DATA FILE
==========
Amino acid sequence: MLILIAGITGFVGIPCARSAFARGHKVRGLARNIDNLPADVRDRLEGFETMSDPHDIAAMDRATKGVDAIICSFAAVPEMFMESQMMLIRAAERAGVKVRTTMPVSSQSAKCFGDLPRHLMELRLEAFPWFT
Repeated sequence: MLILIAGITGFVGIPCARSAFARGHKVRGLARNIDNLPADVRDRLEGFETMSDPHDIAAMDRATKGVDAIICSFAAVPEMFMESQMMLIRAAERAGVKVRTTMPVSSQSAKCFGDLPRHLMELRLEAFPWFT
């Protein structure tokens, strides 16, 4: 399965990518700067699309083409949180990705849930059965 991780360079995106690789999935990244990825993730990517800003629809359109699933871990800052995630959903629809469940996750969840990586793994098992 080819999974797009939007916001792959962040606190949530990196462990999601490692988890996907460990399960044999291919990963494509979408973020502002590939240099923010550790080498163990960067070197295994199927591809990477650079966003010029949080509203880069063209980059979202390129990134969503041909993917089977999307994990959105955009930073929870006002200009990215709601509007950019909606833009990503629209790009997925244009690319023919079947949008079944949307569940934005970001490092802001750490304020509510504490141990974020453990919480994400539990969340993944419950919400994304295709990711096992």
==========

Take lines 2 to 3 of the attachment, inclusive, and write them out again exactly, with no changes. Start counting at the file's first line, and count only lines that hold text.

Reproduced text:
Repeated sequence: MLILIAGITGFVGIPCARSAFARGHKVRGLARNIDNLPADVRDRLEGFETMSDPHDIAAMDRATKGVDAIICSFAAVPEMFMESQMMLIRAAERAGVKVRTTMPVSSQSAKCFGDLPRHLMELRLEAFPWFT
């Protein structure tokens, strides 16, 4: 399965990518700067699309083409949180990705849930059965 991780360079995106690789999935990244990825993730990517800003629809359109699933871990800052995630959903629809469940996750969840990586793994098992 080819999974797009939007916001792959962040606190949530990196462990999601490692988890996907460990399960044999291919990963494509979408973020502002590939240099923010550790080498163990960067070197295994199927591809990477650079966003010029949080509203880069063209980059979202390129990134969503041909993917089977999307994990959105955009930073929870006002200009990215709601509007950019909606833009990503629209790009997925244009690319023919079947949008079944949307569940934005970001490092802001750490304020509510504490141990974020453990919480994400539990969340993944419950919400994304295709990711096992």